Apollo Magazine

Painstakingly perfect and utterly peculiar – the drawings of Jean-Jacques Lequeu

The French draughtsman’s fantasies seem as bizarre today as they did 200 years ago

The Island of Love and Fisherman’s Rest, Lequeu

The Island of Love and Fisherman’s Rest (detail; 1791), Jean-Jacques Lequeu. Biblothèque nationale de France, Paris

Five powerfully strange self-portraits open this exhibition about the fantastical French architectural draughtsman Jean-Jacques Lequeu (1757–1826). In each he has distorted his face into a grotesque mask, while retaining an unsettlingly direct openness with the viewer. In one a wide yawn is more like a silent scream, in another his face is contorted into a fishy grimace, while in a third he puffs his cheeks into a goggle-eyed parody of surprise. There is a degree of play-acting here, signalled by the different costumes Lequeu is wearing, but there is also something unnerving about their intensity and radical lack of vanity. We seem to be dealing with someone dangerously unhinged. It was these uncanny qualities that fuelled the rediscovery of Lequeu in the 20th century, when he was proclaimed as a proto-Surrealist and hailed as a disrupter of our notions of the period’s neoclassical politesse. Lequeu had deposited his drawings at the Bibliothèque nationale de France in 1825, like an architectural time bomb, before dying in obscure poverty. In 1987 the Lequeu scholar Philippe Duboy, with postmodern naughtiness, even went as far as to suggest that in the intervening years they had been tampered with by Marcel Duchamp.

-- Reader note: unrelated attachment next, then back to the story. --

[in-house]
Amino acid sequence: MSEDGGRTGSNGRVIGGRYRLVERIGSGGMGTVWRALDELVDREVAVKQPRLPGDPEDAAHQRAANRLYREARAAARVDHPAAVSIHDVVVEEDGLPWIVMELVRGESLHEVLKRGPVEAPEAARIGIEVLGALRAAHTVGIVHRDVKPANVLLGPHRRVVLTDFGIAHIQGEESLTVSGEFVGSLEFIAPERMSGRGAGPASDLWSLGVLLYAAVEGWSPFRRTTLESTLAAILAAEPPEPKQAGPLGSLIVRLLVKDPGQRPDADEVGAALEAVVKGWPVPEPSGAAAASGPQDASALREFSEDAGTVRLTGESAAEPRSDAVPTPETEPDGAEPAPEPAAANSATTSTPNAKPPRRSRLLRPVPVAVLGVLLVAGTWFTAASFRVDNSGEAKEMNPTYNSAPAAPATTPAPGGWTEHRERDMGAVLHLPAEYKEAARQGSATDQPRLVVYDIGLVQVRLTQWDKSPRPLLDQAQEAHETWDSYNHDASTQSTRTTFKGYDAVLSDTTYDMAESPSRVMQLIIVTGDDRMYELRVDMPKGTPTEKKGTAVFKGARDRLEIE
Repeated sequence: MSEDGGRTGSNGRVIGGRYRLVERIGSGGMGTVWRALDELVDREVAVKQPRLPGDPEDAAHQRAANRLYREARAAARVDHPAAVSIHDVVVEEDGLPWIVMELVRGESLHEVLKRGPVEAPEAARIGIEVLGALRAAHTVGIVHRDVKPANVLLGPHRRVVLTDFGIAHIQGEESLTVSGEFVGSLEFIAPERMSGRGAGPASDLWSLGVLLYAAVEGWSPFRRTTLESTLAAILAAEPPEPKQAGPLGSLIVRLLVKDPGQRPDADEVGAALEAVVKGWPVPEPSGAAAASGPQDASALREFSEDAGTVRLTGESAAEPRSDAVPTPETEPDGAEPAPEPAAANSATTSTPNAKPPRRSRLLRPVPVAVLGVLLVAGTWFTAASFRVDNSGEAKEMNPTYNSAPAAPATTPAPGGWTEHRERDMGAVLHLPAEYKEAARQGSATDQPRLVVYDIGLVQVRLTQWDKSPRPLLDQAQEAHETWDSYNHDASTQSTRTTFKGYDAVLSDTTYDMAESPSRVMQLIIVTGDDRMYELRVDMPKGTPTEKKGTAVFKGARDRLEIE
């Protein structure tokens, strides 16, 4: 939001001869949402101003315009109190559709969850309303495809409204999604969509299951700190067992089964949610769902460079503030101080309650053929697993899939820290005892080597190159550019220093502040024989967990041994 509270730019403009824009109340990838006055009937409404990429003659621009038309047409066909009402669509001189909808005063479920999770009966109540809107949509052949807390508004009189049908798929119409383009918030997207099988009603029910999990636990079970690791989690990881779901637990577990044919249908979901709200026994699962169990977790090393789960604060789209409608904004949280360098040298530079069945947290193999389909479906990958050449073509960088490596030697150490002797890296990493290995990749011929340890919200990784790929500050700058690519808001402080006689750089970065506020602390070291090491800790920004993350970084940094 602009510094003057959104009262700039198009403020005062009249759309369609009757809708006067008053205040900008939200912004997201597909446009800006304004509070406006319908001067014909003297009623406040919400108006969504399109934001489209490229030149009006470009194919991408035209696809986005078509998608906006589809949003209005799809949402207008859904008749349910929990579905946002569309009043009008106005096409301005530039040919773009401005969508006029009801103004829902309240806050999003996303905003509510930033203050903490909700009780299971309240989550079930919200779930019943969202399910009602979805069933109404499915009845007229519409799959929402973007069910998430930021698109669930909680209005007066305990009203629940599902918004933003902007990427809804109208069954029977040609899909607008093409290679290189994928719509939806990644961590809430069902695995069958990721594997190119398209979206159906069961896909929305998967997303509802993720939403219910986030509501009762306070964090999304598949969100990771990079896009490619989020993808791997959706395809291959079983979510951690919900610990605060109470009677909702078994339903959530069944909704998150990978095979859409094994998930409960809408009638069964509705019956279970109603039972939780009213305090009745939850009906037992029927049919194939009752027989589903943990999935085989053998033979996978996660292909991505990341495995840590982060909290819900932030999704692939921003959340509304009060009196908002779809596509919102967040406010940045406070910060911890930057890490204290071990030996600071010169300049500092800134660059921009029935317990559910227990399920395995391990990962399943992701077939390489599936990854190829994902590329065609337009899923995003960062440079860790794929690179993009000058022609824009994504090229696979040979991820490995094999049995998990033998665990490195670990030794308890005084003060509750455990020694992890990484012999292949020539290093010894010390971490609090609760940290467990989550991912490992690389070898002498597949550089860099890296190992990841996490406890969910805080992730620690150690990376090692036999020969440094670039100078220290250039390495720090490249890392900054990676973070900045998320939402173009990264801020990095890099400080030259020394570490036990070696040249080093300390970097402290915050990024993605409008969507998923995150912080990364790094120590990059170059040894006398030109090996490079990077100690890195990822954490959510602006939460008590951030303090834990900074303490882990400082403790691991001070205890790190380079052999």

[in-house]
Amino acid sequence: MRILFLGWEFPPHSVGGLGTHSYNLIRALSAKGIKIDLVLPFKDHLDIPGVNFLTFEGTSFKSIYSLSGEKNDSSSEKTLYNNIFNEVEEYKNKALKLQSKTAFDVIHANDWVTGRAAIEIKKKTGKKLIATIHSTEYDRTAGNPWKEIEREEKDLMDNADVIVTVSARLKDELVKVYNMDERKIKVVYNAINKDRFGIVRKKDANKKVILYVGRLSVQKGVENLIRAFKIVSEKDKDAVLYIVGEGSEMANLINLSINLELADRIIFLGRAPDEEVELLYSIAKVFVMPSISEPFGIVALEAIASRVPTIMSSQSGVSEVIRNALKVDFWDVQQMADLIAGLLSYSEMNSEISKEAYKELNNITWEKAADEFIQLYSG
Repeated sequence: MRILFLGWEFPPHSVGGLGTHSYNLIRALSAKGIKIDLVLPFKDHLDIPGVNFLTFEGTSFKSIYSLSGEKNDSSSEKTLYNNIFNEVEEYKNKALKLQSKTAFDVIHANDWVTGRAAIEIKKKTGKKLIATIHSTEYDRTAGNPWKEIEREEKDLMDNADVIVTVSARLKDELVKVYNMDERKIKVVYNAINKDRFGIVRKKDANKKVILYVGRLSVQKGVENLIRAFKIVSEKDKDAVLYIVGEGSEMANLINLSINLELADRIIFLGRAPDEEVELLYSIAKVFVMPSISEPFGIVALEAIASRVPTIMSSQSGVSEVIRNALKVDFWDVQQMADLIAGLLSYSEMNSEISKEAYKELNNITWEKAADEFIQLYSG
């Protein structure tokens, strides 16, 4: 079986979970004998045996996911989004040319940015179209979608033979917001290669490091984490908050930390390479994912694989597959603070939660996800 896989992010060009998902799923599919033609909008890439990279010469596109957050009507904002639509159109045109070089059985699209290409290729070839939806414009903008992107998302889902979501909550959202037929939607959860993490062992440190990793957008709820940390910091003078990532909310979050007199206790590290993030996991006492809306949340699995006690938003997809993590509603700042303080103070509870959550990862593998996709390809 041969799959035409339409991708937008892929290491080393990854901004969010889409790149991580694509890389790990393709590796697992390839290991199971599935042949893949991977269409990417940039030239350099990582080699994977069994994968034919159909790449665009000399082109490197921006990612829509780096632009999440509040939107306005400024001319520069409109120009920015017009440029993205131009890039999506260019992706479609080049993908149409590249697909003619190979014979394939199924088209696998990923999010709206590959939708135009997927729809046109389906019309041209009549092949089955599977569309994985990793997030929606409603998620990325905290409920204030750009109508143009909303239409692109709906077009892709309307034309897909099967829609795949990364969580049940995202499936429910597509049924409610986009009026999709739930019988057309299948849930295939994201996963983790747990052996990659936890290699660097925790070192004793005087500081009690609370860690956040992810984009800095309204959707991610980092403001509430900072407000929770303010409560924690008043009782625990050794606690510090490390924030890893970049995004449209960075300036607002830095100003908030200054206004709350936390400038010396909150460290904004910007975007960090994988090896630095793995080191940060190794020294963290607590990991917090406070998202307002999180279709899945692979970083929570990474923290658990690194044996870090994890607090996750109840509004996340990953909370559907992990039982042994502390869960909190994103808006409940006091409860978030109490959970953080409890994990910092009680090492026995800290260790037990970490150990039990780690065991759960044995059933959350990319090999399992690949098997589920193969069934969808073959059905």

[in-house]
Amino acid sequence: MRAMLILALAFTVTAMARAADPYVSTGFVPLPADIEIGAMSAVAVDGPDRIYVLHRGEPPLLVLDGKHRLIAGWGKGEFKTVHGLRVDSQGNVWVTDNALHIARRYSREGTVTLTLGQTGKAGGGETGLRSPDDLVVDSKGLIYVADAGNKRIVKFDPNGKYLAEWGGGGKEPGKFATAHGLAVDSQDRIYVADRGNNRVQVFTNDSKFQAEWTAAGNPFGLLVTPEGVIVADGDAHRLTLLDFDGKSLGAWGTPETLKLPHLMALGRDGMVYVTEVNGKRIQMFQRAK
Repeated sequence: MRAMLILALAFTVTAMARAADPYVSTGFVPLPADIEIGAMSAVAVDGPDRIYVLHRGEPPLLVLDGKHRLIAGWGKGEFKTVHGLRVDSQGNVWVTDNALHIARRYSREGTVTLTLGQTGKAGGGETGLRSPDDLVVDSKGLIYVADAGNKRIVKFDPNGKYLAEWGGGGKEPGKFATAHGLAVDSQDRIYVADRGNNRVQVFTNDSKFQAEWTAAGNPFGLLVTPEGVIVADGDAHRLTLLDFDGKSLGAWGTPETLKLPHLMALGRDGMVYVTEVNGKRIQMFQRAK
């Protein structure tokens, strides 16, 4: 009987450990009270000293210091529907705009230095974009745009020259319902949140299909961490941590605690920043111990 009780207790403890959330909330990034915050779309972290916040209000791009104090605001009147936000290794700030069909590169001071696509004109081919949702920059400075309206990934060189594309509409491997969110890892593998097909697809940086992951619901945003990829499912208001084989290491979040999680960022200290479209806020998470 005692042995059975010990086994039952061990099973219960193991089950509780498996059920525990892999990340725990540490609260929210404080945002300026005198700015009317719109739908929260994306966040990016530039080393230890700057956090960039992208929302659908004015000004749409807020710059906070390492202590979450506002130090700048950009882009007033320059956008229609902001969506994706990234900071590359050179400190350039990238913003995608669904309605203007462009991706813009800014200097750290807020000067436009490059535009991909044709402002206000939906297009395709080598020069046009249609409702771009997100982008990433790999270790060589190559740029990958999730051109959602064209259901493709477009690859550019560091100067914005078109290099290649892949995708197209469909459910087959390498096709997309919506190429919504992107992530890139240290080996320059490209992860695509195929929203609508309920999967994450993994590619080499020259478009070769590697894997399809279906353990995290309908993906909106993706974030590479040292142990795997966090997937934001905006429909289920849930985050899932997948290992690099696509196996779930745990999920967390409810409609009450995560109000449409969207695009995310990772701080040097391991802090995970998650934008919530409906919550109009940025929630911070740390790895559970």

The Great Yawner (n.d.), Jean-Jacques Lequeu. Biblothèque nationale de France, Paris

The central argument of this comprehensive exhibition is that to understand Lequeu through such ahistorical, psychoanalytic approaches is to do him a disservice. It attempts to ground Lequeu in his turbulent era, showing how his preoccupations, however bizarre they look to us, were shared by his contemporaries. His radical peculiarity is not a reflection of a deranged mind, but of his troubled, revolutionary times. So, for example, the self-portraits are explained through the contemporary interest in physiognomy and a widespread rejection of the narcissism of the ancien régime’s portraiture. Similarly, the architectural fantasies for which Lequeu is most famous are understood through pan-European trends in 18th-century garden design, and as sly comments on concurrent architectural and intellectual culture.

The historicising approach helps us focus on Lequeu’s dazzling mastery as an architectural draughtsman. He started his career in the office of Jacques-Germain Soufflot, architect of the Panthéon, and after the Revolution became the head draughtsman for the Commission of Public Works. In neither role was he given the responsibility to build any of his designs, but this allowed his imagination free rein, untethered by practicalities. His style as a draughtsman is distinguished by a meticulous attention to detail, and a wonderfully precise application of ink washes to create enlivening shadows. A beautiful drawing of the artist’s stationery from 1782 is typical of his perfectionism.